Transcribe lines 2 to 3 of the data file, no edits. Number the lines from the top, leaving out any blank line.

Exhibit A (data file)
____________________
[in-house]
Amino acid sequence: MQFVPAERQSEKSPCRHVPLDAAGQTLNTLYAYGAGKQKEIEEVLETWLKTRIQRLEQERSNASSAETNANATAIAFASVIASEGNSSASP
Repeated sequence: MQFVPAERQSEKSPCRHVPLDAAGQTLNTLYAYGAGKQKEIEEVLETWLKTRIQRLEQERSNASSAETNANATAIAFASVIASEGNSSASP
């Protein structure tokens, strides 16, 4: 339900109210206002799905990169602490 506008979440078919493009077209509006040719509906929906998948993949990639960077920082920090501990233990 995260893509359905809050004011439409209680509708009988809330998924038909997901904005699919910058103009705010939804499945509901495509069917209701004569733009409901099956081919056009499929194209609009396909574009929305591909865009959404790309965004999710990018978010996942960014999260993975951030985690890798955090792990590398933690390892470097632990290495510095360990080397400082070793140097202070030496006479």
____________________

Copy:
Amino acid sequence: MQFVPAERQSEKSPCRHVPLDAAGQTLNTLYAYGAGKQKEIEEVLETWLKTRIQRLEQERSNASSAETNANATAIAFASVIASEGNSSASP
Repeated sequence: MQFVPAERQSEKSPCRHVPLDAAGQTLNTLYAYGAGKQKEIEEVLETWLKTRIQRLEQERSNASSAETNANATAIAFASVIASEGNSSASP